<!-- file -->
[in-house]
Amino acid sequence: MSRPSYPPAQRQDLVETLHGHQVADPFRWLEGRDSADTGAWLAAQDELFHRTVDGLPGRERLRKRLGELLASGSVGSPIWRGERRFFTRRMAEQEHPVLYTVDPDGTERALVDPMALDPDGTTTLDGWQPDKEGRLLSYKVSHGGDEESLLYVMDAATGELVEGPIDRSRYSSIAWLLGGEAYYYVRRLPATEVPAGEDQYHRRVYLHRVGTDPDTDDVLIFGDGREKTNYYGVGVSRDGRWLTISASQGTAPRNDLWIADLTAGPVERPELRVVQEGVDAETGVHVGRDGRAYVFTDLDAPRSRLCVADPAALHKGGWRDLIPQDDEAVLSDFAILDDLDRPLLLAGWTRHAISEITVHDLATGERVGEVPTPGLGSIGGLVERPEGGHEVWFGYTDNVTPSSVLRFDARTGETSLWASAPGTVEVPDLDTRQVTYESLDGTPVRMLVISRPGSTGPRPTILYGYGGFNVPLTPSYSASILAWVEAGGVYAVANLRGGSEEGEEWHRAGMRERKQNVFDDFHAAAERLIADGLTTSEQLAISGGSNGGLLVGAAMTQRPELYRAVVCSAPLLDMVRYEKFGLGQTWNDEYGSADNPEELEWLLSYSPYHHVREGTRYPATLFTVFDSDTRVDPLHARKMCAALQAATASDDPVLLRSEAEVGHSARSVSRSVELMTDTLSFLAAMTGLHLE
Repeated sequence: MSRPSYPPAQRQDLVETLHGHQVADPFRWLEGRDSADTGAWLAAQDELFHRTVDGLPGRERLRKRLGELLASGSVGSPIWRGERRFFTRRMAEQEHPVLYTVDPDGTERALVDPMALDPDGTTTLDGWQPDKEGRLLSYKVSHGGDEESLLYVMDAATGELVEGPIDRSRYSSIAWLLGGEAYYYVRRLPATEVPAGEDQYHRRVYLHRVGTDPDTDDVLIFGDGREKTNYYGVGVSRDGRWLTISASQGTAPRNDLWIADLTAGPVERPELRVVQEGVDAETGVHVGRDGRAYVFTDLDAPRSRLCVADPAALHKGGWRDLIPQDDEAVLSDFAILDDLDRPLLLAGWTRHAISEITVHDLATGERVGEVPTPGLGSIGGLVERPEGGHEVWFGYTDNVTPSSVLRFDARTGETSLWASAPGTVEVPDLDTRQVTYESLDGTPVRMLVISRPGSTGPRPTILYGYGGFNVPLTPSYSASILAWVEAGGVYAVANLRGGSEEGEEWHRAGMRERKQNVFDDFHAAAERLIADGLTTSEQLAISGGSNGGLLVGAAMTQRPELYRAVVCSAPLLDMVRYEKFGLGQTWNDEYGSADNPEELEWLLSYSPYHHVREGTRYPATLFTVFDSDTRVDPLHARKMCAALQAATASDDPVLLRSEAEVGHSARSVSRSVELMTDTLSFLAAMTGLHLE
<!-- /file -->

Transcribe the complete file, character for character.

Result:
[in-house]
Amino acid sequence: MSRPSYPPAQRQDLVETLHGHQVADPFRWLEGRDSADTGAWLAAQDELFHRTVDGLPGRERLRKRLGELLASGSVGSPIWRGERRFFTRRMAEQEHPVLYTVDPDGTERALVDPMALDPDGTTTLDGWQPDKEGRLLSYKVSHGGDEESLLYVMDAATGELVEGPIDRSRYSSIAWLLGGEAYYYVRRLPATEVPAGEDQYHRRVYLHRVGTDPDTDDVLIFGDGREKTNYYGVGVSRDGRWLTISASQGTAPRNDLWIADLTAGPVERPELRVVQEGVDAETGVHVGRDGRAYVFTDLDAPRSRLCVADPAALHKGGWRDLIPQDDEAVLSDFAILDDLDRPLLLAGWTRHAISEITVHDLATGERVGEVPTPGLGSIGGLVERPEGGHEVWFGYTDNVTPSSVLRFDARTGETSLWASAPGTVEVPDLDTRQVTYESLDGTPVRMLVISRPGSTGPRPTILYGYGGFNVPLTPSYSASILAWVEAGGVYAVANLRGGSEEGEEWHRAGMRERKQNVFDDFHAAAERLIADGLTTSEQLAISGGSNGGLLVGAAMTQRPELYRAVVCSAPLLDMVRYEKFGLGQTWNDEYGSADNPEELEWLLSYSPYHHVREGTRYPATLFTVFDSDTRVDPLHARKMCAALQAATASDDPVLLRSEAEVGHSARSVSRSVELMTDTLSFLAAMTGLHLE
Repeated sequence: MSRPSYPPAQRQDLVETLHGHQVADPFRWLEGRDSADTGAWLAAQDELFHRTVDGLPGRERLRKRLGELLASGSVGSPIWRGERRFFTRRMAEQEHPVLYTVDPDGTERALVDPMALDPDGTTTLDGWQPDKEGRLLSYKVSHGGDEESLLYVMDAATGELVEGPIDRSRYSSIAWLLGGEAYYYVRRLPATEVPAGEDQYHRRVYLHRVGTDPDTDDVLIFGDGREKTNYYGVGVSRDGRWLTISASQGTAPRNDLWIADLTAGPVERPELRVVQEGVDAETGVHVGRDGRAYVFTDLDAPRSRLCVADPAALHKGGWRDLIPQDDEAVLSDFAILDDLDRPLLLAGWTRHAISEITVHDLATGERVGEVPTPGLGSIGGLVERPEGGHEVWFGYTDNVTPSSVLRFDARTGETSLWASAPGTVEVPDLDTRQVTYESLDGTPVRMLVISRPGSTGPRPTILYGYGGFNVPLTPSYSASILAWVEAGGVYAVANLRGGSEEGEEWHRAGMRERKQNVFDDFHAAAERLIADGLTTSEQLAISGGSNGGLLVGAAMTQRPELYRAVVCSAPLLDMVRYEKFGLGQTWNDEYGSADNPEELEWLLSYSPYHHVREGTRYPATLFTVFDSDTRVDPLHARKMCAALQAATASDDPVLLRSEAEVGHSARSVSRSVELMTDTLSFLAAMTGLHLE